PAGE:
While the U.S. military seems to have made some progress in parts of the west and parts of Baghdad, Cordesman said, "it isn't clear in doing so that it has really crippled any part of the insurgency."

Jeffrey White, an analyst with the Washington Institute for Near East Policy, said insurgents have fought U.S.-led forces to a stalemate at least in Anbar province, northern Babil province and some other areas.

The Meaning of Victory

After generally rejecting body counts as standards of success in the Iraq war, the U.S. military last week embraced them -- just as it did during the Vietnam War. As the carnage grew in Baghdad, U.S. officials produced charts showing the number of suspects killed or detained in offensives in the west.

Lynch, the military spokesman, cited killings and detentions of 1,534 insurgents in the region. The fact that the number of insurgents killed or captured in the northern city of Tall Afar was roughly equal to advance estimates of their strength, he said, was proof that insurgents weren't simply escaping to fight another day -- and that U.S. forces were doing more than razing infrastructure. "Zarqawi is on the ropes," Lynch told reporters.

It was not clear, however, how many of those detained or killed in the offensives were insurgents. Since 2003, U.S. forces have detained 40,000 people, twice U.S. generals' highest public estimate of the number of fighters in the insurgency. On Saturday, the Iraqi government said it had released for lack of evidence more than 500 of the 757 suspects detained in ongoing operations in the northern city of Mosul.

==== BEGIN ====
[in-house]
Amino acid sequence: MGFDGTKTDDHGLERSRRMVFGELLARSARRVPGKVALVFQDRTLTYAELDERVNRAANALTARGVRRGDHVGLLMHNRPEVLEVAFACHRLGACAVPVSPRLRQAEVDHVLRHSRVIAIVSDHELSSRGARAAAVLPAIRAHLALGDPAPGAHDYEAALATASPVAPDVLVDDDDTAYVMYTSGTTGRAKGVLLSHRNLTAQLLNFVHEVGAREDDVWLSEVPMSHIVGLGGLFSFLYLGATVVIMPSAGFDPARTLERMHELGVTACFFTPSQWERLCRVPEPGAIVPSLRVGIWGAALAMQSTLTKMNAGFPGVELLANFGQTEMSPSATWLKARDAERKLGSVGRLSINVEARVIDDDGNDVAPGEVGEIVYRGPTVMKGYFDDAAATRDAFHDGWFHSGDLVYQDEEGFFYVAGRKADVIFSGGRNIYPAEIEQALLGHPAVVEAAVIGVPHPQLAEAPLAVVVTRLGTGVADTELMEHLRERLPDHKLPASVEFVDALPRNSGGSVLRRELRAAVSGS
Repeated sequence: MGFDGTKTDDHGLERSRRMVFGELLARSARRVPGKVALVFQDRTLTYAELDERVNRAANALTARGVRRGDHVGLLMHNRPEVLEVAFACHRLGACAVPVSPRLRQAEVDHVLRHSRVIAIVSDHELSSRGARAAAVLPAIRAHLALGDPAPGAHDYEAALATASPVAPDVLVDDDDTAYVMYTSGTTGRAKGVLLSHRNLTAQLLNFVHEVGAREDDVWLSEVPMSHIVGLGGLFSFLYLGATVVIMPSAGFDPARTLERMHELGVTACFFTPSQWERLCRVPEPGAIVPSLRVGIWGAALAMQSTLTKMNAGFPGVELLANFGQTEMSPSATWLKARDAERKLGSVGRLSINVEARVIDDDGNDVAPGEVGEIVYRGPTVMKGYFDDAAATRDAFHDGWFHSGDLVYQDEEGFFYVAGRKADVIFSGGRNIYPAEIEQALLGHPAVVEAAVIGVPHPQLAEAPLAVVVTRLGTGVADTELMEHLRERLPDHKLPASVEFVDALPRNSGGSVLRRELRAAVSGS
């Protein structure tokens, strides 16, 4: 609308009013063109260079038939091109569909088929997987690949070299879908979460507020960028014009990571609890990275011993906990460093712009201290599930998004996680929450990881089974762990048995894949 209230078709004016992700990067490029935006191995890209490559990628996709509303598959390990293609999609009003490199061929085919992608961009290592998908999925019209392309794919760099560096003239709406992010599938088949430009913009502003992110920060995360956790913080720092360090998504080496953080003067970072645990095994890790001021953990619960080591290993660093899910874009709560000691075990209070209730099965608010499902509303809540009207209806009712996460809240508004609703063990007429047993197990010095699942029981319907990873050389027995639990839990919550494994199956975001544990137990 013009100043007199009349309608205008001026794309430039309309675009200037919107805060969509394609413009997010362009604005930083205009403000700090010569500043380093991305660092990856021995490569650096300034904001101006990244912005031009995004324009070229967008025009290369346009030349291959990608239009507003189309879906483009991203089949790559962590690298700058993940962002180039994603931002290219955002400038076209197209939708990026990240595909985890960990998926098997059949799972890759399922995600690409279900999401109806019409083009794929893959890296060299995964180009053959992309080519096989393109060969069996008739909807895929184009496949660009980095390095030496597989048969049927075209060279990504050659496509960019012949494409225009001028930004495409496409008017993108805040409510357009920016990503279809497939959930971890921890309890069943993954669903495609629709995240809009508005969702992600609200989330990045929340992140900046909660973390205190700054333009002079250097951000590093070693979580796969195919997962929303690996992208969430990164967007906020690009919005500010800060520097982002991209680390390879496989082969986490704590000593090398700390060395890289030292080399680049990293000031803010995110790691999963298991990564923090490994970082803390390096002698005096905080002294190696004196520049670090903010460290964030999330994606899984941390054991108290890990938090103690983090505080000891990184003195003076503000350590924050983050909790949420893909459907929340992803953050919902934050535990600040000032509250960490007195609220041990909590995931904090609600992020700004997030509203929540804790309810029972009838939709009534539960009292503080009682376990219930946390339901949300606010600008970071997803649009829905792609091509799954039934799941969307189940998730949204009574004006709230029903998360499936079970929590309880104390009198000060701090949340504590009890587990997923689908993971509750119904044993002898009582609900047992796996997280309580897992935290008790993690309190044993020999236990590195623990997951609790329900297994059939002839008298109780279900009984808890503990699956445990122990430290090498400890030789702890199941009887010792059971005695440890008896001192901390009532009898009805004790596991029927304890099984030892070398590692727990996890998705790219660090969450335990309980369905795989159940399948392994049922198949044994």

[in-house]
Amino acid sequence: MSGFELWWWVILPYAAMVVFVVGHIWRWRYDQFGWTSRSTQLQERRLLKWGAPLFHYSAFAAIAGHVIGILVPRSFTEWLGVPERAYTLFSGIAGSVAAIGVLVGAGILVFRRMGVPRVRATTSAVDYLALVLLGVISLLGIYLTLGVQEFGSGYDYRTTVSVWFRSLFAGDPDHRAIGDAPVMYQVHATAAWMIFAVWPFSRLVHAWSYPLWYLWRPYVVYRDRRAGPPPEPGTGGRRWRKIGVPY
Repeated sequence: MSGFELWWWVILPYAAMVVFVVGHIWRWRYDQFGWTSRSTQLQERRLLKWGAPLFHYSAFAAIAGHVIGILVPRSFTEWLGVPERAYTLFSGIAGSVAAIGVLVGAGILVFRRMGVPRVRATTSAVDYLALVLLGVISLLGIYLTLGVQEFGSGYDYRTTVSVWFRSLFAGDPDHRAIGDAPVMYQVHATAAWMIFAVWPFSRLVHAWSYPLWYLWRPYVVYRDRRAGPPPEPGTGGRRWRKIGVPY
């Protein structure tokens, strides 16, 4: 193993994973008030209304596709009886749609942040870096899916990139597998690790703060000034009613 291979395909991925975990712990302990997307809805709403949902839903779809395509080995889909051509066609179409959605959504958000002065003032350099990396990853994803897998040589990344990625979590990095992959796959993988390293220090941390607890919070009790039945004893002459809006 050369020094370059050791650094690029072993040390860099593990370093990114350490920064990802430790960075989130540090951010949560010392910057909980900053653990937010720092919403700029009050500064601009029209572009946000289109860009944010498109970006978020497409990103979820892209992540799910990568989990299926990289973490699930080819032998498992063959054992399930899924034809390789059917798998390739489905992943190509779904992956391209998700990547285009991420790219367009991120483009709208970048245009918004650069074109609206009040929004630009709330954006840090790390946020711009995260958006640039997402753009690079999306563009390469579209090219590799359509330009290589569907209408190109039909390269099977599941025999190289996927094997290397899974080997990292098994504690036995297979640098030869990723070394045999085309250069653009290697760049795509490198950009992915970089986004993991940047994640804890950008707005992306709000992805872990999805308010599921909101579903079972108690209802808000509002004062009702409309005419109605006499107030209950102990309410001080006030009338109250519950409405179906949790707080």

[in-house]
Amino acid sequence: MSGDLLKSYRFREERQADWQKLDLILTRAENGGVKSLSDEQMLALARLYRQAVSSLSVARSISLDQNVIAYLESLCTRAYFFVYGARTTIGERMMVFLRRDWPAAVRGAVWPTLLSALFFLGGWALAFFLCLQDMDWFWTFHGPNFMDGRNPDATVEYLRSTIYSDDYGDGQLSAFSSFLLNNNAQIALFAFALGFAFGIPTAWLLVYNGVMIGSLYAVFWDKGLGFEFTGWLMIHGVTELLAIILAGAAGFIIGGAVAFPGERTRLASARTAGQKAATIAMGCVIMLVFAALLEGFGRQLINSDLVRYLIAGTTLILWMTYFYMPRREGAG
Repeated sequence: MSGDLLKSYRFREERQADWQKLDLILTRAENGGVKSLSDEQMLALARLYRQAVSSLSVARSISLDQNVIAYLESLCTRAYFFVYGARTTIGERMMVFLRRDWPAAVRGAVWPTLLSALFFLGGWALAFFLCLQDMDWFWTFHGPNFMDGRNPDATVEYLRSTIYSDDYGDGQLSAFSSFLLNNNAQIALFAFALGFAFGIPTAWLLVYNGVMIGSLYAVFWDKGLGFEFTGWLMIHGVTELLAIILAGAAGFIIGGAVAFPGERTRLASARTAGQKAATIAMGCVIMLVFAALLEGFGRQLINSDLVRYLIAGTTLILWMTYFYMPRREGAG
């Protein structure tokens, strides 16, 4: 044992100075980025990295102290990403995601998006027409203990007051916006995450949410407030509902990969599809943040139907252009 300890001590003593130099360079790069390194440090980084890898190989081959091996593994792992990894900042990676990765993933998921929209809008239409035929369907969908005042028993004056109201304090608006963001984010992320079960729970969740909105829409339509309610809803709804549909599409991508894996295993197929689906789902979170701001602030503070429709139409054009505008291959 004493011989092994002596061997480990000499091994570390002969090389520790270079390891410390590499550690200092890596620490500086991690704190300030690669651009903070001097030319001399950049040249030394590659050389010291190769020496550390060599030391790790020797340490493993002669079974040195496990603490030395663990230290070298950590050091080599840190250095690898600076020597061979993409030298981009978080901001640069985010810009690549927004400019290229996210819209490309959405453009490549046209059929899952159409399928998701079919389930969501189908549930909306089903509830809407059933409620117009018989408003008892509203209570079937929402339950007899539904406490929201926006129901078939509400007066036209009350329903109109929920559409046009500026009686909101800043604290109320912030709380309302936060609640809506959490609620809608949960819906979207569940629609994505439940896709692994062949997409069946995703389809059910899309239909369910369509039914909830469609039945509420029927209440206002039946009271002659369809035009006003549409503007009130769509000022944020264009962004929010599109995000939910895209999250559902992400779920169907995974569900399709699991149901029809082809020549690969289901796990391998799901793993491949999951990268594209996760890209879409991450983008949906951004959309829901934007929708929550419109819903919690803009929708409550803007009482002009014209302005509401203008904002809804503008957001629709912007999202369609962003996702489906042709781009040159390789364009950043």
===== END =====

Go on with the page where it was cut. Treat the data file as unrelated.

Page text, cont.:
Many of the men detained in Tall Afar last week were rounded up on the advice of local teenagers who had stepped forward as informants, at times for what American soldiers said they suspected amounted to no more than settling local scores.

"The question is, what does victory mean? It certainly isn't the number of people we kill or detain," Cordesman said. The U.S. death and detention counts have "zero credibility," since U.S. forces provide little detail on those being killed and detained, he said.